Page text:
Molecular Biomarkers of Response to Trimodal Therapy in Bladder Cancer - Expert Commentary

Radiation therapy can be an effective way to eliminate the need for radical surgery in bladder cancer patients. Trimodality therapy (TMT) is a bladder-preserving treatment that consists of maximal transurethral resection of bladder tumor (TURBT) followed by chemoradiation. Identifying biomarkers predicting tumor response to different treatments can enable selecting patients likely to benefit from radiotherapy. An important study by Kamran et al. characterized molecular biomarkers in patients with muscle-invasive bladder cancer (MIBC) treated with TMT to elucidate molecular biomarkers associated with patient outcomes.

The investigators performed whole exome sequencing (WES) in 76 eligible patients. The median age was 72.3 years, and 24% of the patients were female. Most patients were treated with cisplatin-based chemotherapy (66%) concurrent with radiation. The most frequently mutated gene was TP53, which was present in 52.6% of samples, followed by KMT2D in 40.8% of samples. Mutational signature analysis identified four dominant signatures across samples. Signature 1, found in 81.6% of samples, was characterized by age-associated spontaneous or enzymatic deamination of 5-methylcytosine to thymine. Signature 5, which had previously been associated with ERCC2 mutations in urothelial tumors and with smoking history, was present in 89.5% of samples. Signatures 2 and 13 resulting from APOBEC-induced mutations and previously described in MIBC were found in 57.9% and 51.3% of cases

The median follow-up duration was 74.6 months. Approximately half of the patients had favorable long-term outcomes for modified bladder-intact event-free survival (mBI-EFS). The 5-year overall survival rate was 48.6%. Interestingly, there was no significant difference in tumor mutational burden (TMB) between patients with favorable or unfavorable mBI-EFS. Mutations in DNA damage response (DDR) genes were associated with improved mBI-EFS (HR, 0.51; 95% CI, 0.27–0.97; p = 0.040). Of the DDR gene alterations, ERCC2 mutations were significantly associated with better mBI-EFS (p = 0.027). To correlate this finding with treatment sensitivity, the investigators tested radiation and cisplatin on bladder cancer cell lines with or without ERCC2 mutations. ERCC2-mutant cell lines were significantly more sensitive to cisplatin monotherapy and the combination of cisplatin and radiation than wild-type lines.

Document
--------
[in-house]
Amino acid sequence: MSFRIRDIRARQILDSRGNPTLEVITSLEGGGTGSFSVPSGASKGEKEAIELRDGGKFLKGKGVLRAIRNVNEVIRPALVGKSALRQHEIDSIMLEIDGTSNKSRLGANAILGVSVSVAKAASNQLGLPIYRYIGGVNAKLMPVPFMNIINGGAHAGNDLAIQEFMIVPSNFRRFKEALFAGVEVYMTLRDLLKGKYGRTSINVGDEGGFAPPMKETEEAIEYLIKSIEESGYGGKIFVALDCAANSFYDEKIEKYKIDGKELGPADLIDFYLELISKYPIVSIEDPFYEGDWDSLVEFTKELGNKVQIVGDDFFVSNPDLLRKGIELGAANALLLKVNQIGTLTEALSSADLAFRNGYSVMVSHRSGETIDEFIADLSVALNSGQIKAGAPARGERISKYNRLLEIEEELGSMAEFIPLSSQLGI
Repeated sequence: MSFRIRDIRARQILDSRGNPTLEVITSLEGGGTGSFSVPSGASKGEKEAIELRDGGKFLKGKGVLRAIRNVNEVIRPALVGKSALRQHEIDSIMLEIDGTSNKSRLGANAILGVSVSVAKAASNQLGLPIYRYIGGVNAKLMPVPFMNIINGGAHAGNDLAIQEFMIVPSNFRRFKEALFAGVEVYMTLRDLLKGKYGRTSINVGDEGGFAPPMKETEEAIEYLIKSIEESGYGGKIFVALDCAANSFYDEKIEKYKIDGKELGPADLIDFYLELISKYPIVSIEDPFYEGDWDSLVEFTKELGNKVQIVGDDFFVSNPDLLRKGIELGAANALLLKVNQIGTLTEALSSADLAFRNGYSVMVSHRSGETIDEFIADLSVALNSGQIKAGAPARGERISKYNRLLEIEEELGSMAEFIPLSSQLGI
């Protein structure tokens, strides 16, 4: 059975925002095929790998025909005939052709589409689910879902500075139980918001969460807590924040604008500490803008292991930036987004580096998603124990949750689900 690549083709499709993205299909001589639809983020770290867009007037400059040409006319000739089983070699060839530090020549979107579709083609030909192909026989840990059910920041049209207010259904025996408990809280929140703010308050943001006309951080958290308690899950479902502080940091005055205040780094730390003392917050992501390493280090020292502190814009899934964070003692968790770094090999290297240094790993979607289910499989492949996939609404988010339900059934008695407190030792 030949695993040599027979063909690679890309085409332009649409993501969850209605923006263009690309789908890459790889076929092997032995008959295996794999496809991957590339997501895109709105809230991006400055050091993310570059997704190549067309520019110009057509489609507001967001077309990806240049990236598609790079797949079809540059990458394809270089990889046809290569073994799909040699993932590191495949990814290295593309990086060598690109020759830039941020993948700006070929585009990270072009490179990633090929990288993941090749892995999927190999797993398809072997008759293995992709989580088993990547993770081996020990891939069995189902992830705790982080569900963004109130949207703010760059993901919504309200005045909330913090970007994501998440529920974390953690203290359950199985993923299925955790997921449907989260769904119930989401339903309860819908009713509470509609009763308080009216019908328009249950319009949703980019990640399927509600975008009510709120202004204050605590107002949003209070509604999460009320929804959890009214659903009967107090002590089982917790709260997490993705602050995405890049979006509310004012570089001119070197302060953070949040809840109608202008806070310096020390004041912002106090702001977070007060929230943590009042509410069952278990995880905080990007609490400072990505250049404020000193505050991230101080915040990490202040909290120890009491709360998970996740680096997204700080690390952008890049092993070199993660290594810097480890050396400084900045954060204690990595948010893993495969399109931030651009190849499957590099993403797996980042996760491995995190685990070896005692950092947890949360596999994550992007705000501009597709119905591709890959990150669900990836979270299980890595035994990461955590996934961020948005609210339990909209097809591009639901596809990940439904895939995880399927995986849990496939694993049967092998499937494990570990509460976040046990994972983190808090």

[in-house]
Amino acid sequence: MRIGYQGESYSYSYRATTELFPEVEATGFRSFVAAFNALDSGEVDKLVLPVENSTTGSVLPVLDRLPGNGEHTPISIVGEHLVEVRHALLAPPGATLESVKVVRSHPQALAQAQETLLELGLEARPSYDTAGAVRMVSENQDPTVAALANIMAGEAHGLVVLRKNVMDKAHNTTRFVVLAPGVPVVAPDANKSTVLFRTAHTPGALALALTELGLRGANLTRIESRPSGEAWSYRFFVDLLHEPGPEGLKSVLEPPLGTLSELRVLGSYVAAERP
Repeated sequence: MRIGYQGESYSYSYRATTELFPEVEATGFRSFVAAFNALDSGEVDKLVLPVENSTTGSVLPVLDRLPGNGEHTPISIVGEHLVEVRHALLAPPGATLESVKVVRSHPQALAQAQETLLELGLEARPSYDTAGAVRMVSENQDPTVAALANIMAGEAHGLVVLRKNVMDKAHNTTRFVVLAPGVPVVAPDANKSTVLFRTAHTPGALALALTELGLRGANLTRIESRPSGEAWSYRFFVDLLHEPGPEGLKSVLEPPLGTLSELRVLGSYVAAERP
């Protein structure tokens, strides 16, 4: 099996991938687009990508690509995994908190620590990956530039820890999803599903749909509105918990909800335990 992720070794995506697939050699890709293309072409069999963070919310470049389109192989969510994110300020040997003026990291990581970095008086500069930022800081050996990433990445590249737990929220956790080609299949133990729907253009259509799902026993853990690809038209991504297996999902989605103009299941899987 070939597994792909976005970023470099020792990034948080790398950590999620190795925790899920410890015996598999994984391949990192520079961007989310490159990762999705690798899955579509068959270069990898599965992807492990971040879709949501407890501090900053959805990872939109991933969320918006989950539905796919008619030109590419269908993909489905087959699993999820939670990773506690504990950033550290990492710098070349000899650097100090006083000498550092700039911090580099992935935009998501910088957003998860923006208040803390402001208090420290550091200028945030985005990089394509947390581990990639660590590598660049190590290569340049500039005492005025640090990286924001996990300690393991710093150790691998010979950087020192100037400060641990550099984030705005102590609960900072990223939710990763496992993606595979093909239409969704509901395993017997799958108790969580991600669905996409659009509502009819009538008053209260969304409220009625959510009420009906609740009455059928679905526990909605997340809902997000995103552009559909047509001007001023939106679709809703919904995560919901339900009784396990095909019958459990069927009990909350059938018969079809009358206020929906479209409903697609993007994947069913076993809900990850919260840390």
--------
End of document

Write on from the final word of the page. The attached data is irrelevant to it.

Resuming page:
The findings from this study highlight alterations in DDR genes as potential predictive markers for response to bladder-sparing treatment in MIBC. Prospective validation of this promising biomarker in randomized trials is warranted.

Written by: Bishoy M. Faltas, MD, Director of Bladder Cancer Research, Englander Institute for Precision Medicine, Weill Cornell Medicine


  1. Kamran SC, Zhou Y, Otani K, et al. Genomic Tumor Correlates of Clinical Outcomes Following Organ-Sparing Chemoradiation Therapy for Bladder Cancer [published online ahead of print, 2023 Oct 19]. Clin Cancer Res. 2023;10.1158/1078-0432.CCR-23-0792. doi:10.1158/1078-0432.CCR-23-0792
Read the Abstract